(Michael Feingold’s article appeared in the Village Voice, 11/9.)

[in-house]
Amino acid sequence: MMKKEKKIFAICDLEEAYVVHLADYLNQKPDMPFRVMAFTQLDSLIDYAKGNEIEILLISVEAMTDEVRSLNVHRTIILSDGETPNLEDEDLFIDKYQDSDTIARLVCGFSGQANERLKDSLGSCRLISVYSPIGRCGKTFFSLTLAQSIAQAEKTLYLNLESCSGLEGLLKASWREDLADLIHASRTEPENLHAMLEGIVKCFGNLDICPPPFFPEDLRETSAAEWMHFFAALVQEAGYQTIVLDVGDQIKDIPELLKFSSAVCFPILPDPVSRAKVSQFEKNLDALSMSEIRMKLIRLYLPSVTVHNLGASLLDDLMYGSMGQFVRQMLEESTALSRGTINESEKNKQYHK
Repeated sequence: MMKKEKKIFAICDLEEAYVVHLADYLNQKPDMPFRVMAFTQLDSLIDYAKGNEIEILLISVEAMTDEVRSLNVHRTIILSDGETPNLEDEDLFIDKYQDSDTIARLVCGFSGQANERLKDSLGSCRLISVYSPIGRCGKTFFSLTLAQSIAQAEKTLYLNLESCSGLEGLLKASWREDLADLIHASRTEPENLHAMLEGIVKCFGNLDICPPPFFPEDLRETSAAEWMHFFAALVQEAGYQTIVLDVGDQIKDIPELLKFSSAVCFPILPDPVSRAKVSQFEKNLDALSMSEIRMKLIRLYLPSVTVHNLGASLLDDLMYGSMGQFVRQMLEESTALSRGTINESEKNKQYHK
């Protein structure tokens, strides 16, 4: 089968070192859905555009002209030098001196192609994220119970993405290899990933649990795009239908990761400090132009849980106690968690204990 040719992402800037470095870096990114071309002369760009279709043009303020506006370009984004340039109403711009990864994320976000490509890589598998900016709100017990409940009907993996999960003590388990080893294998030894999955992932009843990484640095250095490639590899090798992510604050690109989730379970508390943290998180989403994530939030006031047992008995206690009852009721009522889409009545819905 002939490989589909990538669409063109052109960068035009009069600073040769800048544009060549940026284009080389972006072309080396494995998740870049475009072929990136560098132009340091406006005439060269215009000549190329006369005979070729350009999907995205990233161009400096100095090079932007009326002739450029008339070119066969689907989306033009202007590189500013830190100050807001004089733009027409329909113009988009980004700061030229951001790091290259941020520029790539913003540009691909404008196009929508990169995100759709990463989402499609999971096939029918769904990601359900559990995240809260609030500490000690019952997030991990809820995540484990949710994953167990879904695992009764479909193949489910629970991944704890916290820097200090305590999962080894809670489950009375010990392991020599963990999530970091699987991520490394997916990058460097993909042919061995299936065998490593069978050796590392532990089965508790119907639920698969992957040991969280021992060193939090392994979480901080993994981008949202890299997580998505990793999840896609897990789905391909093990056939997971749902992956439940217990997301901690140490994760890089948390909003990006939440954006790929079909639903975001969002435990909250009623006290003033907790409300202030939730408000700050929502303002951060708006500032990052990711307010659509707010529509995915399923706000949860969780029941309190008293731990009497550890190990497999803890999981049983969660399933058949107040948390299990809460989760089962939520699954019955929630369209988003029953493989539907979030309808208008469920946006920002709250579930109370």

Midway through Kirsten Greenidge's sweet-natured, warmly compassionate Milk Like Sugar (Playwrights Horizons), its teenage heroine, Annie (Angela Lewis), does something startlingly cruel and, one would think, unforgivable. The shock signals both the breadth and the clarity of Greenidge's dramatic focus: She indicts nobody, but she isn't going to let anybody off the hook either. Among the later shocks that resonate with this one is a speech of even more startling cruelty, delivered to Annie by her mother, Myrna (Tonya Pinkins). For good or for ill, the world is the way it is; if you think it needs changing, to find the means of change is your task, not the playwright's. "For the poet," said Sir Philip Sidney, "he nothing affirms, and therefore never lieth." It could be the credo for Greenidge's remarkable play.